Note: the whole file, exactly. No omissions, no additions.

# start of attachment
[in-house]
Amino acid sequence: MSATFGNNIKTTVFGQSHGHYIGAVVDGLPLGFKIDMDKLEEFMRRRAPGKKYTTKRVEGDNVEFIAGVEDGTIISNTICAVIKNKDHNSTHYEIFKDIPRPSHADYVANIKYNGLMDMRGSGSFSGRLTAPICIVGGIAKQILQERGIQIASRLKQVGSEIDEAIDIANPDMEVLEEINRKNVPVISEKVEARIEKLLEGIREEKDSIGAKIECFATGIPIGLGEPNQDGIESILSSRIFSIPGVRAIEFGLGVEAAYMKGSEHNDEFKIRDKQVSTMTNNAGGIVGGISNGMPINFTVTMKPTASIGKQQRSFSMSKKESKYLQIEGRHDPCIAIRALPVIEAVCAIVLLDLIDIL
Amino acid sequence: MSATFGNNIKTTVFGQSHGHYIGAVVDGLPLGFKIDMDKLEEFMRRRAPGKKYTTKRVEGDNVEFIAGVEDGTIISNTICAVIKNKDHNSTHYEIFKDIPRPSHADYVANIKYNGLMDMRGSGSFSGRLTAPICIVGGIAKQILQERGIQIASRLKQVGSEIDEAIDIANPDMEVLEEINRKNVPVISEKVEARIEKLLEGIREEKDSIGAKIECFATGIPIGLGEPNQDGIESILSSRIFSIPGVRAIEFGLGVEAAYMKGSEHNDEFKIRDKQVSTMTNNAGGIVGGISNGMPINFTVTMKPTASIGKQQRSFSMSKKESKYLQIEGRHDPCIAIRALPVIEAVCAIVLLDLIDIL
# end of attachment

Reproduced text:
[in-house]
Amino acid sequence: MSATFGNNIKTTVFGQSHGHYIGAVVDGLPLGFKIDMDKLEEFMRRRAPGKKYTTKRVEGDNVEFIAGVEDGTIISNTICAVIKNKDHNSTHYEIFKDIPRPSHADYVANIKYNGLMDMRGSGSFSGRLTAPICIVGGIAKQILQERGIQIASRLKQVGSEIDEAIDIANPDMEVLEEINRKNVPVISEKVEARIEKLLEGIREEKDSIGAKIECFATGIPIGLGEPNQDGIESILSSRIFSIPGVRAIEFGLGVEAAYMKGSEHNDEFKIRDKQVSTMTNNAGGIVGGISNGMPINFTVTMKPTASIGKQQRSFSMSKKESKYLQIEGRHDPCIAIRALPVIEAVCAIVLLDLIDIL
Amino acid sequence: MSATFGNNIKTTVFGQSHGHYIGAVVDGLPLGFKIDMDKLEEFMRRRAPGKKYTTKRVEGDNVEFIAGVEDGTIISNTICAVIKNKDHNSTHYEIFKDIPRPSHADYVANIKYNGLMDMRGSGSFSGRLTAPICIVGGIAKQILQERGIQIASRLKQVGSEIDEAIDIANPDMEVLEEINRKNVPVISEKVEARIEKLLEGIREEKDSIGAKIECFATGIPIGLGEPNQDGIESILSSRIFSIPGVRAIEFGLGVEAAYMKGSEHNDEFKIRDKQVSTMTNNAGGIVGGISNGMPINFTVTMKPTASIGKQQRSFSMSKKESKYLQIEGRHDPCIAIRALPVIEAVCAIVLLDLIDIL